Saturday, December 7, 2013

(OT) Obama Administration Welcomes the Passage of Japan's State Secret Protection Law, and Japanese Press Goalseeks


In the minds of the Japanese press and their readers, the United States government under the Obama administration dislikes - if it doesn't, it should and it must - the Japanese "right-wing" administration of Shinzo Abe, and it condemns - if it doesn't, it should and it must - the State Secrecy Protection Law that just passed the Upper house in Japan.

So when the Japanese reporters write about the US reaction (if any) to the law, they try their best to elicit the response they want to hear; failing that, they still hear what they want to hear and write about what they believe they hear. In other words, they goalseek.

First it was Mainichi Shinbun (12/7/2013) who reported on the US reaction to the passage of the State Secret Protection Law:

ハーフ副報道官は「情報の保全は同盟国間の協力に決定的な役割を果たす」と述べ、日米両政府が共有する情報の保全が必要であるとの認識を示した。ただ、ハーフ氏は「表現の自由、報道の自由などの普遍的価値の共有が我々の同盟関係の基盤である」とも述べ、同法を根拠に言論の自由を制限することがないよう日本政府に求めた。

Deputy Spokesperson Harf said "Information security plays a critical role in alliance cooperation," indicating security of information shared by both the Japanese government and the US government is necessary. However, [Ms.] Harf also said, "A foundation of our alliance is a shared commitment to universal values such as freedom of expression and freedom of the press," by which remark she requested the Japanese government not to limit the freedom of speech based on the [State Secrecy Protection] Law.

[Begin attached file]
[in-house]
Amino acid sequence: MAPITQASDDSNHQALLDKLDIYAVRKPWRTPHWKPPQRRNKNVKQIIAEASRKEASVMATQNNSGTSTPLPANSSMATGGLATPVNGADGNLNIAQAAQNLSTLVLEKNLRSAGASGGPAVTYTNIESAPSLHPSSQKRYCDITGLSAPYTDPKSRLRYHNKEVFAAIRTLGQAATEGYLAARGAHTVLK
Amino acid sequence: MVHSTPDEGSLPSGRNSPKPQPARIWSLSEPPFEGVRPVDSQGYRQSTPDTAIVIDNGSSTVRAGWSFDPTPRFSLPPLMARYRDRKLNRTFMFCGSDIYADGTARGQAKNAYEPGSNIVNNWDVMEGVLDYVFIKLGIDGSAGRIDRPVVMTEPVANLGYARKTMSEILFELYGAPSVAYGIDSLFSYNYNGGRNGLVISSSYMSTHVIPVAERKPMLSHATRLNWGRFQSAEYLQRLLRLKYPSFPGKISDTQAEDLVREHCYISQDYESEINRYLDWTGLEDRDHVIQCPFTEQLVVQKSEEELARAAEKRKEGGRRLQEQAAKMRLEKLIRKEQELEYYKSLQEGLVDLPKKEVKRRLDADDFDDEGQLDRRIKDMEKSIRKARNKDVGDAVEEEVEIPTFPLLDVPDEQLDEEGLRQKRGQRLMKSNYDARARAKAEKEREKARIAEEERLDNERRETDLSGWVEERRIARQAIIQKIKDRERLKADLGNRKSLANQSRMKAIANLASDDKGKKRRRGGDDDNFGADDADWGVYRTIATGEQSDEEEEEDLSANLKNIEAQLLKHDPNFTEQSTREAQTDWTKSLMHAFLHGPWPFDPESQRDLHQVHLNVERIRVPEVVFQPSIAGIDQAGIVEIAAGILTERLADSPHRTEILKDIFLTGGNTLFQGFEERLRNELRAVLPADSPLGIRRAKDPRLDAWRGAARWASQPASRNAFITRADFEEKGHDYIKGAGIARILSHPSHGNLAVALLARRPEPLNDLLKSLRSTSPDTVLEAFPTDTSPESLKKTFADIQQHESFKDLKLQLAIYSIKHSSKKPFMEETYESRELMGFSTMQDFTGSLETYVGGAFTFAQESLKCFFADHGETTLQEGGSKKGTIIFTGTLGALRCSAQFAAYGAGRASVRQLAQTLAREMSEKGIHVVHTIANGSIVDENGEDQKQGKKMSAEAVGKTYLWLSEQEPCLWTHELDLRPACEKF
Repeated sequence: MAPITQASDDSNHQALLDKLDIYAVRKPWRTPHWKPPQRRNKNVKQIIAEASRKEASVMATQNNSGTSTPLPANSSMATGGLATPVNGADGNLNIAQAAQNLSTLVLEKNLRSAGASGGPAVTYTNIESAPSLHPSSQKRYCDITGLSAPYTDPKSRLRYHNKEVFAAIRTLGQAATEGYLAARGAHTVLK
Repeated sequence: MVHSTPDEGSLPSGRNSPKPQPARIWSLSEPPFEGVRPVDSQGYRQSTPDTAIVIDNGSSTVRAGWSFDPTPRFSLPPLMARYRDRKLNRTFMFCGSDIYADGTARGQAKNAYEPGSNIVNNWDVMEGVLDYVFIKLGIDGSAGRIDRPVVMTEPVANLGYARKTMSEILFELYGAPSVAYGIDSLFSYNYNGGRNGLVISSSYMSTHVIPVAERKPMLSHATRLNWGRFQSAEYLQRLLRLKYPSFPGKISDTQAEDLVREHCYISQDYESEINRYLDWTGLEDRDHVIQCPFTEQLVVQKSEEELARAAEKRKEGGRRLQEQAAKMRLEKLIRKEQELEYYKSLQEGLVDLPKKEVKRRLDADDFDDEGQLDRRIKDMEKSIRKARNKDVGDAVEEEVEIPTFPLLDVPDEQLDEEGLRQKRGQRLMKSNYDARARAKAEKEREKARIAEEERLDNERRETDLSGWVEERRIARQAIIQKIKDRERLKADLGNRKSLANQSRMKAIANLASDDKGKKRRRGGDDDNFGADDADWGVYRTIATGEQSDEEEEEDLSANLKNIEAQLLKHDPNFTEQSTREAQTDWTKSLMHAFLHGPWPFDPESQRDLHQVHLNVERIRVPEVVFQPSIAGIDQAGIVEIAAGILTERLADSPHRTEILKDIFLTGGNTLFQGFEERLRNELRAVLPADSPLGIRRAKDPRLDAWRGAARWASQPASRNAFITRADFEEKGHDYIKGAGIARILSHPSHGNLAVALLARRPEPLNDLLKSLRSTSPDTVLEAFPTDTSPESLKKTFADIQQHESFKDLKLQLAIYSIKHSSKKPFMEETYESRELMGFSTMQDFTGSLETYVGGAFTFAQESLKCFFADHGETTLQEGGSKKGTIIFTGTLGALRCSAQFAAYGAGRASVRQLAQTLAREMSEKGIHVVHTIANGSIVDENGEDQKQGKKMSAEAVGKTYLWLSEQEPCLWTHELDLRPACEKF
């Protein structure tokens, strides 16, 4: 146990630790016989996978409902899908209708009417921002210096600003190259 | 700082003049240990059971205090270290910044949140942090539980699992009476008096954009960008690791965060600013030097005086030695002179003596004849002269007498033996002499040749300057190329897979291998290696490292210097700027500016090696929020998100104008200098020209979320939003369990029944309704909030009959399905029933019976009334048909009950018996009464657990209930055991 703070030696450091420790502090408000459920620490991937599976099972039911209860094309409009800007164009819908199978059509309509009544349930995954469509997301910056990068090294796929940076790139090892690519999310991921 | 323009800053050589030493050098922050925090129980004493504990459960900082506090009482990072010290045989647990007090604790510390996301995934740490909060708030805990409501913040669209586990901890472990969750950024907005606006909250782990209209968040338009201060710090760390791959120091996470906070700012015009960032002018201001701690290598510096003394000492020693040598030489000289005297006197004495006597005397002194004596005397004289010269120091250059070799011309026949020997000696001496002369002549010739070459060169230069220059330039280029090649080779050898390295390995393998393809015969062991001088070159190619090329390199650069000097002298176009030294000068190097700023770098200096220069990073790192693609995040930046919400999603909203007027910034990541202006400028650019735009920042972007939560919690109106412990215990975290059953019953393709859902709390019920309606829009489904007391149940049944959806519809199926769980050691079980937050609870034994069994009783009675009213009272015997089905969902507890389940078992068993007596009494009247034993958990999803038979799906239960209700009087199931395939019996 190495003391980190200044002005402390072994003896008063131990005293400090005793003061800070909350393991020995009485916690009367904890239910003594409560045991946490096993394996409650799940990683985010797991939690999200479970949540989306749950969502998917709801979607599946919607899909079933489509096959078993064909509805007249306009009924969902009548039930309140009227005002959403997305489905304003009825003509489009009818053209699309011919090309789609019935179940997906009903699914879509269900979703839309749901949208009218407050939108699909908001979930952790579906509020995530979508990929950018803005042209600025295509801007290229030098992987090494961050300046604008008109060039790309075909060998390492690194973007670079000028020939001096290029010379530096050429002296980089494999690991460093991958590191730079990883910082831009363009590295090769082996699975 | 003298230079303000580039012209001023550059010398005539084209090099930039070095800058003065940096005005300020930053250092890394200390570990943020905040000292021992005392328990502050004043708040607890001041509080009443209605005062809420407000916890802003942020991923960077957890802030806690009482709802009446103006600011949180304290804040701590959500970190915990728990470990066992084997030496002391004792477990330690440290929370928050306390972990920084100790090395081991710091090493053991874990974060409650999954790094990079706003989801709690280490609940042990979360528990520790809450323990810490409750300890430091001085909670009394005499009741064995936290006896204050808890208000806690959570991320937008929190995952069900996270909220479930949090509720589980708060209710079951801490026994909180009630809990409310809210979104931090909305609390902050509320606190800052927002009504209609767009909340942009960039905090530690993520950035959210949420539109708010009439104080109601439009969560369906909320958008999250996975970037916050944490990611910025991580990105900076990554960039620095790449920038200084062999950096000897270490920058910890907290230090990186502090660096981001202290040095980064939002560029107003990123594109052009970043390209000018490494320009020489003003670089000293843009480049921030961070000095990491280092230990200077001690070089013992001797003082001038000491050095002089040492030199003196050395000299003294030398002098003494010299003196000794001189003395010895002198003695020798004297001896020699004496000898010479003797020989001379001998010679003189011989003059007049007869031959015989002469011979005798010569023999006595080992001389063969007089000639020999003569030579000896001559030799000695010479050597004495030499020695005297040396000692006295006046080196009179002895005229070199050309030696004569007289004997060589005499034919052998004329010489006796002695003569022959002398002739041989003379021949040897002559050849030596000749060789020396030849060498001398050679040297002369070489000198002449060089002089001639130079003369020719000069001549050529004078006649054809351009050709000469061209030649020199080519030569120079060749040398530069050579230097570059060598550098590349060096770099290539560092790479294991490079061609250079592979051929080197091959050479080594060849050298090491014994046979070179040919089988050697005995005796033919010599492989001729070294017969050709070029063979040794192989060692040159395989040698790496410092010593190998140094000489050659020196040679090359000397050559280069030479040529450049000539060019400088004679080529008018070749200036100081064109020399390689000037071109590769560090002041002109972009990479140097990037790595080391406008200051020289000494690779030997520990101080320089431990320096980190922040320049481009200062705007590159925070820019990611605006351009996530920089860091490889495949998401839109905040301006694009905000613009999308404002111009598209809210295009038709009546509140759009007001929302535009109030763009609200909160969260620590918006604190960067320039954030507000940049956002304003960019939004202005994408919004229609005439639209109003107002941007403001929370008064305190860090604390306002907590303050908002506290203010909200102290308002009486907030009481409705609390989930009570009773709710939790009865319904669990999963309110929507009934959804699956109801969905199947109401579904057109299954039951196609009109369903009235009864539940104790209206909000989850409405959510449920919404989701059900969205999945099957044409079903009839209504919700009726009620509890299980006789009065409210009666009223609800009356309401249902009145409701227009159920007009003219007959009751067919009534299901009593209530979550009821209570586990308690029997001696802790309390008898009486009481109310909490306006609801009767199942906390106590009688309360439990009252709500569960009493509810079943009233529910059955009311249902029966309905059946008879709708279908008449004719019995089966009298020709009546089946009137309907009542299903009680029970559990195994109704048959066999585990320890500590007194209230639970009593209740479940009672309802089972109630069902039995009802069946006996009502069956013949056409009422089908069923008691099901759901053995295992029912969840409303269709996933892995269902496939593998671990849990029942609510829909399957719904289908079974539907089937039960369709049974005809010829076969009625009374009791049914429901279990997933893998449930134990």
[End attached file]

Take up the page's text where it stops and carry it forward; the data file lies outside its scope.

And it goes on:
Thus, according to Mainichi, the US Obama administration has expressed concern that the Japanese government may restrict freedom of speech under the law.

That's odd, I thought, coming from this US administration.

Then, the Asahi Shinbun reporter whom I follow on Twitter tweeted about part of the US State Department Press Briefing on December 6, 2013, which concerned the State Secrecy Protection Law that passed the Opper House on December 6 (Japan Standard Time) and became the law of the land . He said:

秘密保護法の制定は米政府が日本に長年求めていたとの指摘については、米国務省の報道官はコメントしなかった

There was no comment from the [deputy] spokesperson to the reporter when he pointed out that the State Secrecy Protection Law had long been requested from the United States for Japan to prepare it.


That piqued my interest further. So I followed the link in the tweet to the State Department Daily Press Briefing (transcript) page (12/6/2013) to find out exactly what was said and who it was who asked the questions.

Here's the transcript of the section about Japan (emphasis in the transcript is mine):

QUESTION: On Japan?
MS. HARF: Mm-hmm.